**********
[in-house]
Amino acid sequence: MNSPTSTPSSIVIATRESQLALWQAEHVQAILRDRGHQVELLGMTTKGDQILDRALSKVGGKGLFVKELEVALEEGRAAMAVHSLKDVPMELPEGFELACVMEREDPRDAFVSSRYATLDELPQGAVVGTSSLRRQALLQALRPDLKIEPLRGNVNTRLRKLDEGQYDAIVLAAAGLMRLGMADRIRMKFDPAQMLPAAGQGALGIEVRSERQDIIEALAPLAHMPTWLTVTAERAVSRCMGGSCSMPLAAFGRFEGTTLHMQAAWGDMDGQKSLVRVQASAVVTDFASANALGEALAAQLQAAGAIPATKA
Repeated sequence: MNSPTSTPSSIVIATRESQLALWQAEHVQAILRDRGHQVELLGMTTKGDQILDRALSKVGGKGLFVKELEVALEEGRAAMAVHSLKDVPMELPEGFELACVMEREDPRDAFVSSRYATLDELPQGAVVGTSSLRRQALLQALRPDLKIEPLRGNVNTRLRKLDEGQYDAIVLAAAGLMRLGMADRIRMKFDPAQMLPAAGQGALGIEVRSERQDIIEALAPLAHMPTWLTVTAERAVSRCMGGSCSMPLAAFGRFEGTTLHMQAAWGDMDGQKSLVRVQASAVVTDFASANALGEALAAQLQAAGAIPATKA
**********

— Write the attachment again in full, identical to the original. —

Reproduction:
[in-house]
Amino acid sequence: MNSPTSTPSSIVIATRESQLALWQAEHVQAILRDRGHQVELLGMTTKGDQILDRALSKVGGKGLFVKELEVALEEGRAAMAVHSLKDVPMELPEGFELACVMEREDPRDAFVSSRYATLDELPQGAVVGTSSLRRQALLQALRPDLKIEPLRGNVNTRLRKLDEGQYDAIVLAAAGLMRLGMADRIRMKFDPAQMLPAAGQGALGIEVRSERQDIIEALAPLAHMPTWLTVTAERAVSRCMGGSCSMPLAAFGRFEGTTLHMQAAWGDMDGQKSLVRVQASAVVTDFASANALGEALAAQLQAAGAIPATKA
Repeated sequence: MNSPTSTPSSIVIATRESQLALWQAEHVQAILRDRGHQVELLGMTTKGDQILDRALSKVGGKGLFVKELEVALEEGRAAMAVHSLKDVPMELPEGFELACVMEREDPRDAFVSSRYATLDELPQGAVVGTSSLRRQALLQALRPDLKIEPLRGNVNTRLRKLDEGQYDAIVLAAAGLMRLGMADRIRMKFDPAQMLPAAGQGALGIEVRSERQDIIEALAPLAHMPTWLTVTAERAVSRCMGGSCSMPLAAFGRFEGTTLHMQAAWGDMDGQKSLVRVQASAVVTDFASANALGEALAAQLQAAGAIPATKA